Quick Take

'Lee Atwater Story': Riveting Ruthlessness

Lee Atwater, who was George H.W. Bush's 1988 campaign manager, was a Machiavellian operative.
Lee Atwater, who was George H.W. Bush's 1988 campaign manager, was a Machiavellian operative. (Truly Indie)
Friday, September 26, 2008

In the can't-look-away documentary "Boogie Man: The Lee Atwater Story," the career of the wildly successful, and wildly controversial, late Republican political operative comes back to us in ways that are funny, sad and mean. There is more than one occasion that will likely pop your jaw open.

Consider then-Secretary of State James A. Baker III eulogizing Atwater at his 1991 funeral as "Machiavellian . . . in the very best sense of that term."

Similar marvelous bits help shape this riveting look at a South Carolina kid who became a consultant to three presidents, including the 1988 campaign manager for Bush the elder.

Director Stefan Forbes plays it more or less straight. He's out to capture Atwater's political legacy and why such a talented man might have used the tactics that he used. The storytelling is boosted by interviews with politically connected sources, including Tom DeLay, Ishmael Reed, Sam Donaldson and Michael Dukakis.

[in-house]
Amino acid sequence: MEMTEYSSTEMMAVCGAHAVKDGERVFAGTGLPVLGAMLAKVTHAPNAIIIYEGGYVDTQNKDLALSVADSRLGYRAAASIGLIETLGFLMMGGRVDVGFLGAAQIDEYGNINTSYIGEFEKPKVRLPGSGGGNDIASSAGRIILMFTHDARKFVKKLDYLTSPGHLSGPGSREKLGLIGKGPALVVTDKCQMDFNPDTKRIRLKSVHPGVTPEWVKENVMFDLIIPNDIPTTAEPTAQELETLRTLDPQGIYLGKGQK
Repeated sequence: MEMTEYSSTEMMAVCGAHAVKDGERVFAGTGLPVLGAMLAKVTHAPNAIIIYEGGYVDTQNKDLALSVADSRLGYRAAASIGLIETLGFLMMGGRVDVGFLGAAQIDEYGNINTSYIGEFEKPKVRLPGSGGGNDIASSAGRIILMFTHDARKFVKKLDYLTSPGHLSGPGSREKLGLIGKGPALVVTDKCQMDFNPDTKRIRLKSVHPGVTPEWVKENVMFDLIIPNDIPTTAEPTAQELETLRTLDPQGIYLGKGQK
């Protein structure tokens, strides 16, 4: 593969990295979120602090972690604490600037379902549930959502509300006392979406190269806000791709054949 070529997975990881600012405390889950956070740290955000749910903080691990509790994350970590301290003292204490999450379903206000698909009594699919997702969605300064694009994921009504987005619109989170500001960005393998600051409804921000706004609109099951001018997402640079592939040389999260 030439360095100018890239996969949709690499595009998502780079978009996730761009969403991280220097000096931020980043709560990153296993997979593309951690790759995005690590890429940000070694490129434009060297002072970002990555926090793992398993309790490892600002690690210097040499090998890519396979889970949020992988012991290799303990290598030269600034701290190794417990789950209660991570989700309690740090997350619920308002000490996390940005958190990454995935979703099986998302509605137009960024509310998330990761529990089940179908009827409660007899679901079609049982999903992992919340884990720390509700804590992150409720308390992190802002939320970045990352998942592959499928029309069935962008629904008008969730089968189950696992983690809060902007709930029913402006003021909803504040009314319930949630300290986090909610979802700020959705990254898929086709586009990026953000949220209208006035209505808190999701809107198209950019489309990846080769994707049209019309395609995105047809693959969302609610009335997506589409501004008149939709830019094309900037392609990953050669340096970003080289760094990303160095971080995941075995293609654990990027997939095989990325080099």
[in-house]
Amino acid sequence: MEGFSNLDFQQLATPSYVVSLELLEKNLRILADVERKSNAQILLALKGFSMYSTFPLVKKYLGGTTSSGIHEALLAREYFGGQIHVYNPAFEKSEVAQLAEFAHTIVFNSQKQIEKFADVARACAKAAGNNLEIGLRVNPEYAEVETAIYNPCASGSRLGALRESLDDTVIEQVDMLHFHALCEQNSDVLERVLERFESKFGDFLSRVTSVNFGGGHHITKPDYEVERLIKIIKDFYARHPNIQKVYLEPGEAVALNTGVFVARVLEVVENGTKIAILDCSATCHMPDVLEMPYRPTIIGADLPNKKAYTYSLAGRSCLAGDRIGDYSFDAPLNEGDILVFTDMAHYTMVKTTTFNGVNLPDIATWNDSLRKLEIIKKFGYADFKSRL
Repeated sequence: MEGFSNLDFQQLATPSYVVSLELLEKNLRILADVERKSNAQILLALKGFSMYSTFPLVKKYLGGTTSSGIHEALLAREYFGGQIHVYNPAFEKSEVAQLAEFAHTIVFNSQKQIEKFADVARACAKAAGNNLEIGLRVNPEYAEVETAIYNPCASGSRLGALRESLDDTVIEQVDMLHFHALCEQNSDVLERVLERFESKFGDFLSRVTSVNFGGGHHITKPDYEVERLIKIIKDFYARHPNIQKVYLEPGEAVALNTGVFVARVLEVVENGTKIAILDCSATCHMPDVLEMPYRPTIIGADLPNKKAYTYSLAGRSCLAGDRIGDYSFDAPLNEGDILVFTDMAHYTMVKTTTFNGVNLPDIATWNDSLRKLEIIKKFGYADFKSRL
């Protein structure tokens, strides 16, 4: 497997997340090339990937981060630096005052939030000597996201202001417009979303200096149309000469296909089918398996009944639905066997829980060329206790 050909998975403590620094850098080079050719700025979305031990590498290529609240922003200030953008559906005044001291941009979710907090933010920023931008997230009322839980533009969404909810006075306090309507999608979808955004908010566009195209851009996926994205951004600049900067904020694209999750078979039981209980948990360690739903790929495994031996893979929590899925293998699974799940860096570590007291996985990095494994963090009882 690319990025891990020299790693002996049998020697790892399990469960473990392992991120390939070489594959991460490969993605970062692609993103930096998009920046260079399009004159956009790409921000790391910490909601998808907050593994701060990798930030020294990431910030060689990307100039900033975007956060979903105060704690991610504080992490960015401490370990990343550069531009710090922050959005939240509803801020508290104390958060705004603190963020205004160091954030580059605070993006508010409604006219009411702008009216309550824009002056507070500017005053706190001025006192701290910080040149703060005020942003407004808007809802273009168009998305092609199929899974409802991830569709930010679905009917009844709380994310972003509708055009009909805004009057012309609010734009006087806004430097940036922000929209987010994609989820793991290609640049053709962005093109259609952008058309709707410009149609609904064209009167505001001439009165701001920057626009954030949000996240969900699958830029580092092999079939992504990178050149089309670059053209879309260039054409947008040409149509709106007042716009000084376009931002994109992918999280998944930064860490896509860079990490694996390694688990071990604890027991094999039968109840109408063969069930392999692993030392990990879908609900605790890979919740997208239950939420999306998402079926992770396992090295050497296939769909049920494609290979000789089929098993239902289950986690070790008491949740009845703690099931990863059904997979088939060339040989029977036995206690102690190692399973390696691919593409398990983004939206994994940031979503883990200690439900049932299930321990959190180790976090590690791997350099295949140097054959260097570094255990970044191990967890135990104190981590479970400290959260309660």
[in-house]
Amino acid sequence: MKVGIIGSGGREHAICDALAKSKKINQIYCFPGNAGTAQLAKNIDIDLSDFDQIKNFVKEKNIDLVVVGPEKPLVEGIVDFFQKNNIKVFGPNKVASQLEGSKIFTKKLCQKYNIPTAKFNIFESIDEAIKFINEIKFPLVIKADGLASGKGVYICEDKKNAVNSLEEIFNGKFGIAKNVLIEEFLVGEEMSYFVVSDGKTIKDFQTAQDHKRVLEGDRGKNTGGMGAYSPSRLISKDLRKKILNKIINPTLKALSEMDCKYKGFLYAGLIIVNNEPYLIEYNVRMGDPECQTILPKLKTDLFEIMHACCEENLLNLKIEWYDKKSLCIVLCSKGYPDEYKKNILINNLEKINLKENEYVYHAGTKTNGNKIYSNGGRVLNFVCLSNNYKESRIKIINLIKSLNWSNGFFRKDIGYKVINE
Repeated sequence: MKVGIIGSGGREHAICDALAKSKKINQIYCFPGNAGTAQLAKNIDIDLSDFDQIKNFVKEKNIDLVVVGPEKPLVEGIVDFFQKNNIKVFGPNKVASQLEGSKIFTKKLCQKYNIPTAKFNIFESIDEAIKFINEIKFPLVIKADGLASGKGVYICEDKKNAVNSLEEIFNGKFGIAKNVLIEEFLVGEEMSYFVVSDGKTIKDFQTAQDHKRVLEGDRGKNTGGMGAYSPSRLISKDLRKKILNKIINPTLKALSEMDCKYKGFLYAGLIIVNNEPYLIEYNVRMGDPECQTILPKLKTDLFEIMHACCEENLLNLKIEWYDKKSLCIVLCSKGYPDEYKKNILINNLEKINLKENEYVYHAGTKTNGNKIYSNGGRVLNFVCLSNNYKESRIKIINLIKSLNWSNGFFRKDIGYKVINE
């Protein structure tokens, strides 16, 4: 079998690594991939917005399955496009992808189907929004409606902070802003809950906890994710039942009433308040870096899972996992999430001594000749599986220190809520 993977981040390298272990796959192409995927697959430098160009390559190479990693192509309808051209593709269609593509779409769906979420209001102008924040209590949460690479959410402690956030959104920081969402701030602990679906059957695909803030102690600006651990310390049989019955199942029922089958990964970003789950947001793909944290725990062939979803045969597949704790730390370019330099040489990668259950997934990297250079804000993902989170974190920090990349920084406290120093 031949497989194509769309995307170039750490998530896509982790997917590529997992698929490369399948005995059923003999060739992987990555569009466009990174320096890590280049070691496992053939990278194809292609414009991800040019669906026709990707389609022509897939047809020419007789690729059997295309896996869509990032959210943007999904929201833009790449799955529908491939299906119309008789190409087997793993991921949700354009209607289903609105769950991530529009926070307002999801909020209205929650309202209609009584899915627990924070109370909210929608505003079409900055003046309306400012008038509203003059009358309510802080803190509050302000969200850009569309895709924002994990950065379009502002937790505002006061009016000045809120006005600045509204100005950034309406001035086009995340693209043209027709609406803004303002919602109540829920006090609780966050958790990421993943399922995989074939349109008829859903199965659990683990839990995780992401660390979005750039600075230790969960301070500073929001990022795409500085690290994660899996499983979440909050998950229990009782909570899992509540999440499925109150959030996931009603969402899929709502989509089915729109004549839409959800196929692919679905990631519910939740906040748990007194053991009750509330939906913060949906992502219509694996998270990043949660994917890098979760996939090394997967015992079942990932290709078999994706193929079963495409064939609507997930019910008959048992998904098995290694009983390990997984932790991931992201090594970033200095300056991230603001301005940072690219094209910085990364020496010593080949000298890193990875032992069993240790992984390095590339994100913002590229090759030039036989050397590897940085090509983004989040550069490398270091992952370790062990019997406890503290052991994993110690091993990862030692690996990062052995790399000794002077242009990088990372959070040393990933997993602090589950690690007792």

Atwater's most notorious bit of campaigning was in 1988 on behalf of George H.W. Bush, in the form of the infamous Willie Horton ad against Dukakis. The ad attacked a prison furlough program that Dukakis had supported while governor of Massachusetts. Horton, a convicted killer, escaped from the program and raped a woman (in Oxon Hill).

In archival footage, we see Atwater denying that he or the Bush campaign had anything to do with the ad.

Then the film cuts to one of Atwater's friends describing how Atwater called him into his office, said he was going to set the ad up as an "independent" and asked what he thought. The friend says he told Atwater that it was appalling and racist and that it was going to "follow you to your grave."

Atwater, he says, responded with a vulgarity that implied his friend was weak.

Atwater died of a brain tumor at 40. Near death, he apologized to Dukakis and others for his tactics. Some people in the film believe the apologies were sincere, and some don't.

What is clear, from watching this talented man and his view of politics and America, is that his corrosive vision has seeped into the nation's political groundwater.

-- Neely Tucker

Boogie Man: The Lee Atwater Story Unrated, 86 minutes Contains profanity. At Landmark's E Street Cinema.

© 2008 The Washington Post Company